In regards to physics, Tycho held that the Earth was just too sluggish and heavy to be continuously in motion. According to the accepted Aristotelian physics of the time, the heavens (whose motions and cycles were continuous and unending) were made of “Aether” or “Quintessence”
Aether (classical element)
According to ancient and medieval science aether , also spelled æther or ether, is the material that fills the region of the universe above the terrestrial sphere.-Mythological origins:...

; this substance, not found on Earth, was light, strong, unchanging, and its natural state was circular motion. By contrast, the Earth (where objects seem to have motion only when moved) and things on it were composed of substances that were heavy and whose natural state was rest. Accordingly, Tycho said the Earth was a “lazy” body that was not readily moved. Thus while Tycho acknowledged that the daily rising and setting of the sun and stars could be explained by the Earth's rotation, as Copernicus had said, still
such a fast motion could not belong to the earth, a body very heavy and dense and opaque, but rather belongs to the sky itself whose form and subtle and constant matter are better suited to a perpetual motion, however fast.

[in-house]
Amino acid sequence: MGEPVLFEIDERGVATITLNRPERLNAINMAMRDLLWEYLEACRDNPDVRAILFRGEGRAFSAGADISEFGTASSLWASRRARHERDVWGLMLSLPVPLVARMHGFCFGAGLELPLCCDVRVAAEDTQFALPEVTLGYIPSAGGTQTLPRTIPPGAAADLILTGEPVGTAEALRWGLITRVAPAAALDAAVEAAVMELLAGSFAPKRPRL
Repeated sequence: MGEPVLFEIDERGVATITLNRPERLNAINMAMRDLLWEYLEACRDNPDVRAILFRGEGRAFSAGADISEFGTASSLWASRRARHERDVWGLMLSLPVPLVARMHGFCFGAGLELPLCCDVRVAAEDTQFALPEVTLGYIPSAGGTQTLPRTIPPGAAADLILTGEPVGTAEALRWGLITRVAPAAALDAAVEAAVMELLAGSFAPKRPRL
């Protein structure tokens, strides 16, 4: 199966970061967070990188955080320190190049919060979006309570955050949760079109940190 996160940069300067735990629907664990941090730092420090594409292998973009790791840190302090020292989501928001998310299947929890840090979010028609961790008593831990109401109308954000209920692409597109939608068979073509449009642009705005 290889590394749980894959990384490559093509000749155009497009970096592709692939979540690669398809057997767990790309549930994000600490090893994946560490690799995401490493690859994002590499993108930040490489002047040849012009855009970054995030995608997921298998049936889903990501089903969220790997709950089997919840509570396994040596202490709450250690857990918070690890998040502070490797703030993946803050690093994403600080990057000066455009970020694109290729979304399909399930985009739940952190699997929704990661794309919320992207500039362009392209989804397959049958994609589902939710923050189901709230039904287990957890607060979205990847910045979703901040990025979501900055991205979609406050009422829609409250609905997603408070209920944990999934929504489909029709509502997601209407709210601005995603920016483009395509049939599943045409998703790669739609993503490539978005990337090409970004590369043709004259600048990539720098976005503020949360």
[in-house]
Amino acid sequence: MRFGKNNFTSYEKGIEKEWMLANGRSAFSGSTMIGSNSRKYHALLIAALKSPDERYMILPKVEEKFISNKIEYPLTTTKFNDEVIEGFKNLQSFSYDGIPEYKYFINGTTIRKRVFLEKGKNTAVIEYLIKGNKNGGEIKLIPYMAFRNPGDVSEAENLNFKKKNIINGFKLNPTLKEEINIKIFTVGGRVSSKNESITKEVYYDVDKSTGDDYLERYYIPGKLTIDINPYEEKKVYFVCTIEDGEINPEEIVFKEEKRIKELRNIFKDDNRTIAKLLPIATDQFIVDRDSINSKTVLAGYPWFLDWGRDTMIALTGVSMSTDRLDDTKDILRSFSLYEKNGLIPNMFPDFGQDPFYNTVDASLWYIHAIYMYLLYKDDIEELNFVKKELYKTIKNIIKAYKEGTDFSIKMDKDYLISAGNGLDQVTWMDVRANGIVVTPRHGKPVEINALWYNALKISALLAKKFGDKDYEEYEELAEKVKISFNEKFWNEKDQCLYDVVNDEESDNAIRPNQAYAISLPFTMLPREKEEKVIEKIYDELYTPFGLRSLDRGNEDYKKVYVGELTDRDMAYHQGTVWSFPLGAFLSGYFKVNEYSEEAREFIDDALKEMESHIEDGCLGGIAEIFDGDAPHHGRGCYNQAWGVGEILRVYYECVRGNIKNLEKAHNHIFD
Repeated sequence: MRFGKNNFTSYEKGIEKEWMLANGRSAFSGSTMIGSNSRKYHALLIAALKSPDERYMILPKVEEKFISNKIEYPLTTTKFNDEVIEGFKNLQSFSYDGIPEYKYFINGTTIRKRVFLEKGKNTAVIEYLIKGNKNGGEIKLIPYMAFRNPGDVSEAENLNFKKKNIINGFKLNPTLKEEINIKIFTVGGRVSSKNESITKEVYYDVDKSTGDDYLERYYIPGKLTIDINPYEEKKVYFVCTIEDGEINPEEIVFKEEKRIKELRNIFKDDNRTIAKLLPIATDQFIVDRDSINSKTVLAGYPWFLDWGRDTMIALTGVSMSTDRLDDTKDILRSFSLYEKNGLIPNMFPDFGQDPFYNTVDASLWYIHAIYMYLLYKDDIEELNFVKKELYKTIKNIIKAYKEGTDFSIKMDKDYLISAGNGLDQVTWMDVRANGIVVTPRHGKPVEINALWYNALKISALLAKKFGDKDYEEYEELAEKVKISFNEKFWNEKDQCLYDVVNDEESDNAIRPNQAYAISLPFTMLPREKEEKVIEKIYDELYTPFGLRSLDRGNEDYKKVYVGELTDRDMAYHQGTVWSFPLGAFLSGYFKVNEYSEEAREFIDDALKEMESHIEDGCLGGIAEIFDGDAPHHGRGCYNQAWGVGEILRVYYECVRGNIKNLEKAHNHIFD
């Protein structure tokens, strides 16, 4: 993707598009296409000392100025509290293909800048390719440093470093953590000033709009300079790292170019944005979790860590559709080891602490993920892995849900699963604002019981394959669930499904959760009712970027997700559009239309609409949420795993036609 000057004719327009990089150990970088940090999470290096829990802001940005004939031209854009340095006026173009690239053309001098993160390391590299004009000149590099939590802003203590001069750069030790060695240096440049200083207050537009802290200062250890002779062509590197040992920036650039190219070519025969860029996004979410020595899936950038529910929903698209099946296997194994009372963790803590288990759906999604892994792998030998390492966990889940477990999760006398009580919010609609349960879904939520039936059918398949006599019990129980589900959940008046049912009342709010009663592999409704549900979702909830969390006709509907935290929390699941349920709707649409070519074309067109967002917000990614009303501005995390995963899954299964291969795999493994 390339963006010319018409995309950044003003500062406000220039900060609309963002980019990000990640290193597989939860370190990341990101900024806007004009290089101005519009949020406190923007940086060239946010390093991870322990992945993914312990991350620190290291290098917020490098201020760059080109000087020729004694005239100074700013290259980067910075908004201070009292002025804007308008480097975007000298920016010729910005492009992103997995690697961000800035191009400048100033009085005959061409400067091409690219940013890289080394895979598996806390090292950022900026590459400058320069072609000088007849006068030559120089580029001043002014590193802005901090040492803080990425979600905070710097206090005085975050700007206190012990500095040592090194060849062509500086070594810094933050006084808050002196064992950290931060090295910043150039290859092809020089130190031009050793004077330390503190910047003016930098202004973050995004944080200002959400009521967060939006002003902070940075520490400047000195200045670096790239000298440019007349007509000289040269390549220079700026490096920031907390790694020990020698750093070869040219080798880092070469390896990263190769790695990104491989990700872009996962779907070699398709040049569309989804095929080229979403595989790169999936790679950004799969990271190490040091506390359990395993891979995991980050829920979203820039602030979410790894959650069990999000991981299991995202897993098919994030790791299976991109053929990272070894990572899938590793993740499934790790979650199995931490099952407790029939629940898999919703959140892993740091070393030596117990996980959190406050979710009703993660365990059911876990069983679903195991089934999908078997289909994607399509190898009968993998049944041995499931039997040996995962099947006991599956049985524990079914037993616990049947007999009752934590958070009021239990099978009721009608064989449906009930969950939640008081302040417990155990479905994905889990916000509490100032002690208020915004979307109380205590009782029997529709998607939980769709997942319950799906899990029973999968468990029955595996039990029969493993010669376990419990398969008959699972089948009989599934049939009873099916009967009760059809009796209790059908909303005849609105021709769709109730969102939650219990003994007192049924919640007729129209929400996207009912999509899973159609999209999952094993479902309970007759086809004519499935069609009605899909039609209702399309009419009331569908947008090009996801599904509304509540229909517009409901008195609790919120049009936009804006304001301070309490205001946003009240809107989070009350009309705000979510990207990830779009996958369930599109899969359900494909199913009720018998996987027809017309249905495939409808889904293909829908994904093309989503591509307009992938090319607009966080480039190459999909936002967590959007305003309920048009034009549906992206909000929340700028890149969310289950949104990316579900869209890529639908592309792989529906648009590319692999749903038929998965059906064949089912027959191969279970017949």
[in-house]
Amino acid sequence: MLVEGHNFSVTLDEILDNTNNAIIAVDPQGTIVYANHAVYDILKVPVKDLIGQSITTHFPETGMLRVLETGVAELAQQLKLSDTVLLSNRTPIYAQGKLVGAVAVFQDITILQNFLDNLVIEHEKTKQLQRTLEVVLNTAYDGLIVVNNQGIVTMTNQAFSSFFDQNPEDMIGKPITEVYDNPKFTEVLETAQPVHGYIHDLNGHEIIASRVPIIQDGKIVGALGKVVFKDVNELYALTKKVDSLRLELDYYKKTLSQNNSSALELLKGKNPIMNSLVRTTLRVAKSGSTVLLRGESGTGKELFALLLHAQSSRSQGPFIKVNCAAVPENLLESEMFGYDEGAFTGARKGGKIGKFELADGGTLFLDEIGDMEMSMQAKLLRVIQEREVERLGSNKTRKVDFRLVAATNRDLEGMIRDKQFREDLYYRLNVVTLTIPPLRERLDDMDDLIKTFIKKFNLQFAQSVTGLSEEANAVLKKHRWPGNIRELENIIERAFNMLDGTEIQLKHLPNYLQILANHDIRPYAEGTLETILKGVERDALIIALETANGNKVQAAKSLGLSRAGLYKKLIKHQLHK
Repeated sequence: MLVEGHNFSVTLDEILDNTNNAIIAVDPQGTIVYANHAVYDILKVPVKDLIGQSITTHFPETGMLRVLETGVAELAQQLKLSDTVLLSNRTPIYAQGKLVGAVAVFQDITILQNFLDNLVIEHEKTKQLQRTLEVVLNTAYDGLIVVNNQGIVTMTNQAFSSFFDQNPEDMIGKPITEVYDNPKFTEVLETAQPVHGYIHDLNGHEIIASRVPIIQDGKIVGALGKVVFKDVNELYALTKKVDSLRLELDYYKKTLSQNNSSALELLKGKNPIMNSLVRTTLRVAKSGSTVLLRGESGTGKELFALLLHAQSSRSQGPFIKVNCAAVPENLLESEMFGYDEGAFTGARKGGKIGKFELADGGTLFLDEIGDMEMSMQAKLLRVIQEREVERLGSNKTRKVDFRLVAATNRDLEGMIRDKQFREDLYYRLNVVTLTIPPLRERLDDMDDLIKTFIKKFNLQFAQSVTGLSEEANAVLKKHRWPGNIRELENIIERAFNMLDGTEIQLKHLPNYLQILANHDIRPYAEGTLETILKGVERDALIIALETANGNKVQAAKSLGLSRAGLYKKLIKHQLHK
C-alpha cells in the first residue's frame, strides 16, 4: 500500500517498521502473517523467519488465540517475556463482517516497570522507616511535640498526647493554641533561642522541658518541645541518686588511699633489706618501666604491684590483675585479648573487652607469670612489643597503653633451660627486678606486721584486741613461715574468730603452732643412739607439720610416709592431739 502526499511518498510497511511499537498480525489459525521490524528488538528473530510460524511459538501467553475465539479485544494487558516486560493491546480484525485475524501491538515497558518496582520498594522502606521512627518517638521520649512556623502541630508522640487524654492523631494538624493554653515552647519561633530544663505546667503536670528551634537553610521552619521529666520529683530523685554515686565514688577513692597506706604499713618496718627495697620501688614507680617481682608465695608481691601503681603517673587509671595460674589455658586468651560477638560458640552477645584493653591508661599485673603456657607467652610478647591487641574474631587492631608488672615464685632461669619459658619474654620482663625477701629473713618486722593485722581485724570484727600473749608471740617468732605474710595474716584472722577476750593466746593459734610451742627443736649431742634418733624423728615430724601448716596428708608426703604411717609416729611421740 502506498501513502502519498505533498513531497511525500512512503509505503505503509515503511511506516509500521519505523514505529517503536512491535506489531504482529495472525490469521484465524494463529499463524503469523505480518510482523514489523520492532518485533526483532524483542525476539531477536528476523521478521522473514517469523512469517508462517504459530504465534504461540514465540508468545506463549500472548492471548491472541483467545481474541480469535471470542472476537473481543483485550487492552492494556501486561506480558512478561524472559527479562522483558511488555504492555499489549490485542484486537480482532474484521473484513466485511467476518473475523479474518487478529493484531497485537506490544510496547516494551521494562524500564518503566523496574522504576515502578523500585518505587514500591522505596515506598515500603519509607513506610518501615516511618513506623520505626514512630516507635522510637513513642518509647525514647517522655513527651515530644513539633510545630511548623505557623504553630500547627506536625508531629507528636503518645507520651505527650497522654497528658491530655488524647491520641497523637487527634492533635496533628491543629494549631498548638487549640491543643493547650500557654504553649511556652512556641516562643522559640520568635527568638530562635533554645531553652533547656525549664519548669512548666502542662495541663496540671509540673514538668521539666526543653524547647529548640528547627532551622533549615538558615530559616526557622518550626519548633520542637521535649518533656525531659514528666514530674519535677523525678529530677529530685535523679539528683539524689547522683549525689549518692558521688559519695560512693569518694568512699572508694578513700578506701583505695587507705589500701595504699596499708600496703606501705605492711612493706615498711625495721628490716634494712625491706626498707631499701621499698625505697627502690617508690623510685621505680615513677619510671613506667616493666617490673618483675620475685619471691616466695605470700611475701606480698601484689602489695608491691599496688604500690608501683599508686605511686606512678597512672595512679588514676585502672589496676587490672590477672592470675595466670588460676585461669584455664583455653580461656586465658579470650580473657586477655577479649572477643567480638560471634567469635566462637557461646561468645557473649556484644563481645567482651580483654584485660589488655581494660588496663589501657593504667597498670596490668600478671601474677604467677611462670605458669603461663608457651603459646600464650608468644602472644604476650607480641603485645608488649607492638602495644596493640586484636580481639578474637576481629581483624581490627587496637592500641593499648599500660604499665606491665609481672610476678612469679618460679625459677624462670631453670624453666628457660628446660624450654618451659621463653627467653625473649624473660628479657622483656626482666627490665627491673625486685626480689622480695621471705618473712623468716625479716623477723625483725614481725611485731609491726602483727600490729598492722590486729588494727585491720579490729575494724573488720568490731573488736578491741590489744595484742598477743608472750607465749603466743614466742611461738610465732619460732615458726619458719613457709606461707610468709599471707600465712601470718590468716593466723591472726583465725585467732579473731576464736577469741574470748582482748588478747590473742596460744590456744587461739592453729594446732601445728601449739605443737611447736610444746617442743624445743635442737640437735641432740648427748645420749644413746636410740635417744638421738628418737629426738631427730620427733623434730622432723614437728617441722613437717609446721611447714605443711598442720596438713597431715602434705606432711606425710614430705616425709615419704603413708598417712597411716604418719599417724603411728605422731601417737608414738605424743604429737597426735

In regards to the stars, Tycho also believed that if the Earth orbited the Sun annually there should be an observable stellar parallax
Stellar parallax
Stellar parallax is the effect of parallax on distant stars in astronomy. It is parallax on an interstellar scale, and it can be used to determine the distance of Earth to another star directly with accurate astrometry...

 over any period of six months, during which the angular orientation of a given star would change thanks to Earth's changing position (this parallax does exist, but is so small it was not detected until 1838, when Friedrich Bessel
Friedrich Bessel